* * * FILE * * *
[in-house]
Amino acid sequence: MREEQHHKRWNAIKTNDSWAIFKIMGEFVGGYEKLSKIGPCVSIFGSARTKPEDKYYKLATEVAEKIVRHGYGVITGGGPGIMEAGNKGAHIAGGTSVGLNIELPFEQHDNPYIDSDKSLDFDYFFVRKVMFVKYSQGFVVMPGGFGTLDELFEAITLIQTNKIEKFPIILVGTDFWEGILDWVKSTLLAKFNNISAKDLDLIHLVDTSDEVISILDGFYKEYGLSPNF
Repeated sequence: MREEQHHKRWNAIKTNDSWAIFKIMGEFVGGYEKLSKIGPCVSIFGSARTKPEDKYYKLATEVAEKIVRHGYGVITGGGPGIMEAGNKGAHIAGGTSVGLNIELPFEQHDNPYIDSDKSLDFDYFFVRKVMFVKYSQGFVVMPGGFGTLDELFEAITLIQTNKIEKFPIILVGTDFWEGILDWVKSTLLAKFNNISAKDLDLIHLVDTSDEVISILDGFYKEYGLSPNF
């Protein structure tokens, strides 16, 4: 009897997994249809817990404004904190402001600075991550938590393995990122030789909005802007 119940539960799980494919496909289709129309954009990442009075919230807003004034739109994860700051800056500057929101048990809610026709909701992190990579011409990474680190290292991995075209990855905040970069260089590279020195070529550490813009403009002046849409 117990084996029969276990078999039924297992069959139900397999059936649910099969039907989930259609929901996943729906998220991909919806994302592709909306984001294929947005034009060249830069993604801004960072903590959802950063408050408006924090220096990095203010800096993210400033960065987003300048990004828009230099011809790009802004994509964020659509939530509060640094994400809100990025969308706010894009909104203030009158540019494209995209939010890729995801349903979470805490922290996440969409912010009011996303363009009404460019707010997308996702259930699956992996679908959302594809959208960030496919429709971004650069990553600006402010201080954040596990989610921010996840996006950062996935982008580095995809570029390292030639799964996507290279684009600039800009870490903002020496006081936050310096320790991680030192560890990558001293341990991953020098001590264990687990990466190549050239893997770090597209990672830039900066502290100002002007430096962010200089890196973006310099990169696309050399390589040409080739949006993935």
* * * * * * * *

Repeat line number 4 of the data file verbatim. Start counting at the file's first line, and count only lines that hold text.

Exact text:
């Protein structure tokens, strides 16, 4: 009897997994249809817990404004904190402001600075991550938590393995990122030789909005802007 119940539960799980494919496909289709129309954009990442009075919230807003004034739109994860700051800056500057929101048990809610026709909701992190990579011409990474680190290292991995075209990855905040970069260089590279020195070529550490813009403009002046849409 117990084996029969276990078999039924297992069959139900397999059936649910099969039907989930259609929901996943729906998220991909919806994302592709909306984001294929947005034009060249830069993604801004960072903590959802950063408050408006924090220096990095203010800096993210400033960065987003300048990004828009230099011809790009802004994509964020659509939530509060640094994400809100990025969308706010894009909104203030009158540019494209995209939010890729995801349903979470805490922290996440969409912010009011996303363009009404460019707010997308996702259930699956992996679908959302594809959208960030496919429709971004650069990553600006402010201080954040596990989610921010996840996006950062996935982008580095995809570029390292030639799964996507290279684009600039800009870490903002020496006081936050310096320790991680030192560890990558001293341990991953020098001590264990687990990466190549050239893997770090597209990672830039900066502290100002002007430096962010200089890196973006310099990169696309050399390589040409080739949006993935």